Socketry

Sockets are technological whatchamacallits that allow for swappable enhancements to a user’s actual body. They have to be surgically installed, which naturally means there’s a recovery time and then some time to learn how to use the new bits properly, but the benefits are definitely worthwhile for a lot of people. The initial cost is high, though. Most of the people who wear sockets actually got them through their jobs, because it’s more economical for employers to invest in each employee than to hire more.

There is (as you might expect) a kind of counter-movement against the tendency for mechanical enhancement. The Black Cross, for instance, does not permit its members to have any such “unliving parts.”

Each socket allows the wearer to use a “slug,” a self-contained enhancement system. Slugs can be interchanged without surgery, about as easily as replacing a printer’s ink cartridge. (It takes one minute, or ten rounds; reduce the time required to change slugs by two rounds for each rank of the “Quick Change” and “Quick Draw” feats.)

  • Class 1 sockets hook into the nervous system to supplement existing body functions and techniques. They allow an installed slug to interact with your body as a kind of secondary brain, accepting input from senses, processing that input, and manipulating muscles accordingly. These sockets are relatively small and light, and are usually anchored to bone but not integrated into it. Class 1 slugs are expensive but commercially available, and exist in numerous varieties.
  • Class 2 sockets connect to the nervous, muscular, and skeletal systems to form a significant enhancement or addition to the body’s natural capabilities. They allow an installed slug to perform as a semi-autonomous subunit of the body, often generating new sensory inputs or providing self-contained skillsets or interfaces. Class 2 sockets must be more fully integrated into the body in order to function properly, and are often built into the bone structure and directly connected to musculature and ligaments. Class 2 slugs are available primarily through military and industrial supply, and tend to be specialized by provider and intended market.
  • Class 3 sockets replace biological components to provide functions that substantially exceed the capabilities of the original parts. Essentially, these sockets form attachments for cybernetic prosthetics. The advantage of the socket system in these situations is the capacity for interchangeability, while typical prosthetics are permanent replacements. The installation of a class 3 socket is a non-reversible process; most often, in fact, it is chosen as a more versatile alternative when a standard prosthesis would otherwise be fitted. Class 3 components (too complex in form and function to be called “slugs”) are virtually unavailable in the general market and must be specially constructed.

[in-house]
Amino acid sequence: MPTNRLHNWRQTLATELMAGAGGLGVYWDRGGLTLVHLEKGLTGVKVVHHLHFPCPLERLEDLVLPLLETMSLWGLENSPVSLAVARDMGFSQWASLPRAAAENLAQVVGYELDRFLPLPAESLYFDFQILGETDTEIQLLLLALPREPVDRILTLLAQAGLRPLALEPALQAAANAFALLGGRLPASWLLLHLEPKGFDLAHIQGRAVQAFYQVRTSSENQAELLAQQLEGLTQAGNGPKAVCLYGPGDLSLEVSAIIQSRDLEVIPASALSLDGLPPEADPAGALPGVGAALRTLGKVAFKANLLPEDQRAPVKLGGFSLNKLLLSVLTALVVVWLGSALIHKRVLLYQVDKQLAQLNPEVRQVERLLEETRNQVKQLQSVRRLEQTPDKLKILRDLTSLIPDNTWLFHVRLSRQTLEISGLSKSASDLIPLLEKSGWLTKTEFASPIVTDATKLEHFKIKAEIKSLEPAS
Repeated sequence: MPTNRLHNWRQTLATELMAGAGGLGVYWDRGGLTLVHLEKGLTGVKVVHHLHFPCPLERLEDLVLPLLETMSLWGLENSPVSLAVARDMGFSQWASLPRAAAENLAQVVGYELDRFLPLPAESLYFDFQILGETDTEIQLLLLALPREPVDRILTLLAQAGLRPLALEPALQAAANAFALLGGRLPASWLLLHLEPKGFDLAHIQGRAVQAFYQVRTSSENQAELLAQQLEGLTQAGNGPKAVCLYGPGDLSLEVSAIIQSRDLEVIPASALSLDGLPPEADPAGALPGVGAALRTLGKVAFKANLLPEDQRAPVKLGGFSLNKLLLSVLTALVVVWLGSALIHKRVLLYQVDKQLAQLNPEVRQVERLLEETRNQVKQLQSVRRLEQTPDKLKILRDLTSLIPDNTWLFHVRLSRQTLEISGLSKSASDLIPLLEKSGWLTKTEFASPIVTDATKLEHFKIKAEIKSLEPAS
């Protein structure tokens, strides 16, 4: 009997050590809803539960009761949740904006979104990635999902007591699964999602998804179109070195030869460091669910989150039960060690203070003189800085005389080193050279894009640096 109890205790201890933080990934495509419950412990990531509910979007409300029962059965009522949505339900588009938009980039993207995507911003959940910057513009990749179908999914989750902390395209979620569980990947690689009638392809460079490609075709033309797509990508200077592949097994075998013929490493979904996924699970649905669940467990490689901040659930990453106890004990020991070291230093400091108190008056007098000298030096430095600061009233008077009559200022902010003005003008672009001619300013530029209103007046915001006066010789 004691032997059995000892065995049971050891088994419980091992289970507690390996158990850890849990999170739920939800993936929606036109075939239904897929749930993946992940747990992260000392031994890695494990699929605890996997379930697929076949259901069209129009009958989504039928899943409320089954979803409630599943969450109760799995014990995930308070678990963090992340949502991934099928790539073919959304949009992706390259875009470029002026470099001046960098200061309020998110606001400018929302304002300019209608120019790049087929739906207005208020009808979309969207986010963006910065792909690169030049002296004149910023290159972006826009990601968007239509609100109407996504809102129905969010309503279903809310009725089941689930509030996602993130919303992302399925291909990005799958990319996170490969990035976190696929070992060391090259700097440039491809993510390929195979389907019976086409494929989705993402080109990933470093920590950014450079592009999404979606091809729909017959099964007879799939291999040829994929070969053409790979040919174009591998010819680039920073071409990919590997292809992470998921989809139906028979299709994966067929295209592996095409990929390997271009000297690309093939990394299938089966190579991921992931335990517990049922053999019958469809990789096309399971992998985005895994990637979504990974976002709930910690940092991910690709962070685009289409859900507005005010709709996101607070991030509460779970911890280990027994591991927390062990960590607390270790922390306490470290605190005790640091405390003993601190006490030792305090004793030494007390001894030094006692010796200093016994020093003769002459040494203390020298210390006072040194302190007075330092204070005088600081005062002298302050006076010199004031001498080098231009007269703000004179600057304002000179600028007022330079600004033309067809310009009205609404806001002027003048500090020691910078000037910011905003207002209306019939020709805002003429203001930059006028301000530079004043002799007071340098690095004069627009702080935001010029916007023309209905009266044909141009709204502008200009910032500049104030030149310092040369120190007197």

You may have as many sockets as you can fit on your body, and carry around all the spare slugs you have the strength to lift. You cannot gain the benefit of a slug if you do not have an available socket to fit it. Class 2 sockets can only fit Class 2 slugs, and so on.

The advantage of sockets and slugs over standard Devices and Powers is interchangeability. Each time you elect to buy slugs with Power Points, you get two different slugs of the same Point value for the price of one.

When characters buy sockets and slugs:

  • Class 1 sockets cost 2 Power Points each; Class 1 slugs are Devices worth up to 4 Power Points.
  • Class 2 sockets cost 4 Power Points each; Class 2 slugs are Devices worth up to 8 Power Points.
  • Class 3 sockets cost 6 Power Points and replace a biological body part; Class 3 components are Devices with no maximum Point cost.
  • If replacing both arms/legs/eyes/etc. with Class 3 sockets, the set of sockets costs 9 Power Points, and the components attached count as a single Device. If one half of the set is compromised – one prosthetic leg missing, for instance – the components still provide up to half their benefit.

Slugs are Devices and as such may buy Powers, feats, and skill ranks at a discount:

  • Powers that are specific to a slug cost one point less per rank than usual. For Powers previously costing one Point per rank, in the cost becomes 2 ranks per point, then 3 ranks per point, and so on. (This is the standard Device discount.)
  • Feats have the same discount: instead of 1 feat per Point, you get 2 feats per Point in a Device.
  • One Power Point will buy eight skill ranks in a Device.
  • The benefits of slugs are still governed by Power Level caps (see Character Creation).

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Socketry

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